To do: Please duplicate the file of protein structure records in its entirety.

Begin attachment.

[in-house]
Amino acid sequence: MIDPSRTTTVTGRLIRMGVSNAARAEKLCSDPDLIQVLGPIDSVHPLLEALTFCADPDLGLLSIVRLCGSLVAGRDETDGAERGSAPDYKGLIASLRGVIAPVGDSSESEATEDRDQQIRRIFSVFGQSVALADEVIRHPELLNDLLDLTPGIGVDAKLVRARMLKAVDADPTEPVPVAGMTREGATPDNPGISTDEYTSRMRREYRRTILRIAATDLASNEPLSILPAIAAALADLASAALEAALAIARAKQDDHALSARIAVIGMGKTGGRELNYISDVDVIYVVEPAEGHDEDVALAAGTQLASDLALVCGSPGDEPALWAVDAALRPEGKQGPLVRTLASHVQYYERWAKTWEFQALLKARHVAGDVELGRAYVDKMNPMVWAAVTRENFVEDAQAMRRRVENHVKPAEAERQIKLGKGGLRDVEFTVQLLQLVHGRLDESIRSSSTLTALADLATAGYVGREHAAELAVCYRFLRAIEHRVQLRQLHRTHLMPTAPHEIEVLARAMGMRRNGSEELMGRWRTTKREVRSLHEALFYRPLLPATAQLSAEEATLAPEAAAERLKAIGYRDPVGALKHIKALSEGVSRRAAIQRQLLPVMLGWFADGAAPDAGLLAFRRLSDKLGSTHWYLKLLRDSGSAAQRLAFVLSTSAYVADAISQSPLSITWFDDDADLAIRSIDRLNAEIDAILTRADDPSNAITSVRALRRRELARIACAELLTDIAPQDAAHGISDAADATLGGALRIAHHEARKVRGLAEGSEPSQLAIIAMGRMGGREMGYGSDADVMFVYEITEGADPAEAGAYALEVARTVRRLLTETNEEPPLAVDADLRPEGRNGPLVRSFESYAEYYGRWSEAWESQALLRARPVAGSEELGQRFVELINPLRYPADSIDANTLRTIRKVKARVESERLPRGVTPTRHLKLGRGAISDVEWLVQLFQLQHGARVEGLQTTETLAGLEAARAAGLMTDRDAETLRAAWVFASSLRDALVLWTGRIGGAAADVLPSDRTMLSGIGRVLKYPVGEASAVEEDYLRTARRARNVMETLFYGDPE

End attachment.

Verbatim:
[in-house]
Amino acid sequence: MIDPSRTTTVTGRLIRMGVSNAARAEKLCSDPDLIQVLGPIDSVHPLLEALTFCADPDLGLLSIVRLCGSLVAGRDETDGAERGSAPDYKGLIASLRGVIAPVGDSSESEATEDRDQQIRRIFSVFGQSVALADEVIRHPELLNDLLDLTPGIGVDAKLVRARMLKAVDADPTEPVPVAGMTREGATPDNPGISTDEYTSRMRREYRRTILRIAATDLASNEPLSILPAIAAALADLASAALEAALAIARAKQDDHALSARIAVIGMGKTGGRELNYISDVDVIYVVEPAEGHDEDVALAAGTQLASDLALVCGSPGDEPALWAVDAALRPEGKQGPLVRTLASHVQYYERWAKTWEFQALLKARHVAGDVELGRAYVDKMNPMVWAAVTRENFVEDAQAMRRRVENHVKPAEAERQIKLGKGGLRDVEFTVQLLQLVHGRLDESIRSSSTLTALADLATAGYVGREHAAELAVCYRFLRAIEHRVQLRQLHRTHLMPTAPHEIEVLARAMGMRRNGSEELMGRWRTTKREVRSLHEALFYRPLLPATAQLSAEEATLAPEAAAERLKAIGYRDPVGALKHIKALSEGVSRRAAIQRQLLPVMLGWFADGAAPDAGLLAFRRLSDKLGSTHWYLKLLRDSGSAAQRLAFVLSTSAYVADAISQSPLSITWFDDDADLAIRSIDRLNAEIDAILTRADDPSNAITSVRALRRRELARIACAELLTDIAPQDAAHGISDAADATLGGALRIAHHEARKVRGLAEGSEPSQLAIIAMGRMGGREMGYGSDADVMFVYEITEGADPAEAGAYALEVARTVRRLLTETNEEPPLAVDADLRPEGRNGPLVRSFESYAEYYGRWSEAWESQALLRARPVAGSEELGQRFVELINPLRYPADSIDANTLRTIRKVKARVESERLPRGVTPTRHLKLGRGAISDVEWLVQLFQLQHGARVEGLQTTETLAGLEAARAAGLMTDRDAETLRAAWVFASSLRDALVLWTGRIGGAAADVLPSDRTMLSGIGRVLKYPVGEASAVEEDYLRTARRARNVMETLFYGDPE